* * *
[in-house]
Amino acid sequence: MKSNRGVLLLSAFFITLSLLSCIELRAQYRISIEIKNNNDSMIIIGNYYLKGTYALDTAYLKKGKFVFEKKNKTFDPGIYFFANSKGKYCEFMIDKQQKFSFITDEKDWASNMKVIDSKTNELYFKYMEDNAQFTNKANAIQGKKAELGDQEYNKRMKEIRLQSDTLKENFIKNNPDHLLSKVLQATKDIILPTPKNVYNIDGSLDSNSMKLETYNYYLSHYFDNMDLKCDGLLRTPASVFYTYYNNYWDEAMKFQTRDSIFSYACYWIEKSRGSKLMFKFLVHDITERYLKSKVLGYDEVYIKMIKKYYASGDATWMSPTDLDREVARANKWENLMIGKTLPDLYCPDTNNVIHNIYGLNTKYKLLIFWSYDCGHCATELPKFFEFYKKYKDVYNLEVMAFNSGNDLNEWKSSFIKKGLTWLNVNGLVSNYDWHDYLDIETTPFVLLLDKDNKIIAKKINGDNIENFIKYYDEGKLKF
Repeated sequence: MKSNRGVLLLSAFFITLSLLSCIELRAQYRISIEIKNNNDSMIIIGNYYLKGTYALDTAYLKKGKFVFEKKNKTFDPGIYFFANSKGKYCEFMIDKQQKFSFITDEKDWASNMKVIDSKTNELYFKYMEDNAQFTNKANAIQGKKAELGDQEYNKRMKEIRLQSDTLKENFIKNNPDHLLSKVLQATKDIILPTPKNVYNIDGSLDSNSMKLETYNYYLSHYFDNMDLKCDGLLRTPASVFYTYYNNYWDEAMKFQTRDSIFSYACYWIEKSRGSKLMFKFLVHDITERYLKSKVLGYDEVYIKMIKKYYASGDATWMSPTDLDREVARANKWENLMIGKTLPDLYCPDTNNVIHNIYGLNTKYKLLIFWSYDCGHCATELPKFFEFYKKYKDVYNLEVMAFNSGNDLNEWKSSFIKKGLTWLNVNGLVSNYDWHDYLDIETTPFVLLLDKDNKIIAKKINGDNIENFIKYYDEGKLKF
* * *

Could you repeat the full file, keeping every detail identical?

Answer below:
[in-house]
Amino acid sequence: MKSNRGVLLLSAFFITLSLLSCIELRAQYRISIEIKNNNDSMIIIGNYYLKGTYALDTAYLKKGKFVFEKKNKTFDPGIYFFANSKGKYCEFMIDKQQKFSFITDEKDWASNMKVIDSKTNELYFKYMEDNAQFTNKANAIQGKKAELGDQEYNKRMKEIRLQSDTLKENFIKNNPDHLLSKVLQATKDIILPTPKNVYNIDGSLDSNSMKLETYNYYLSHYFDNMDLKCDGLLRTPASVFYTYYNNYWDEAMKFQTRDSIFSYACYWIEKSRGSKLMFKFLVHDITERYLKSKVLGYDEVYIKMIKKYYASGDATWMSPTDLDREVARANKWENLMIGKTLPDLYCPDTNNVIHNIYGLNTKYKLLIFWSYDCGHCATELPKFFEFYKKYKDVYNLEVMAFNSGNDLNEWKSSFIKKGLTWLNVNGLVSNYDWHDYLDIETTPFVLLLDKDNKIIAKKINGDNIENFIKYYDEGKLKF
Repeated sequence: MKSNRGVLLLSAFFITLSLLSCIELRAQYRISIEIKNNNDSMIIIGNYYLKGTYALDTAYLKKGKFVFEKKNKTFDPGIYFFANSKGKYCEFMIDKQQKFSFITDEKDWASNMKVIDSKTNELYFKYMEDNAQFTNKANAIQGKKAELGDQEYNKRMKEIRLQSDTLKENFIKNNPDHLLSKVLQATKDIILPTPKNVYNIDGSLDSNSMKLETYNYYLSHYFDNMDLKCDGLLRTPASVFYTYYNNYWDEAMKFQTRDSIFSYACYWIEKSRGSKLMFKFLVHDITERYLKSKVLGYDEVYIKMIKKYYASGDATWMSPTDLDREVARANKWENLMIGKTLPDLYCPDTNNVIHNIYGLNTKYKLLIFWSYDCGHCATELPKFFEFYKKYKDVYNLEVMAFNSGNDLNEWKSSFIKKGLTWLNVNGLVSNYDWHDYLDIETTPFVLLLDKDNKIIAKKINGDNIENFIKYYDEGKLKF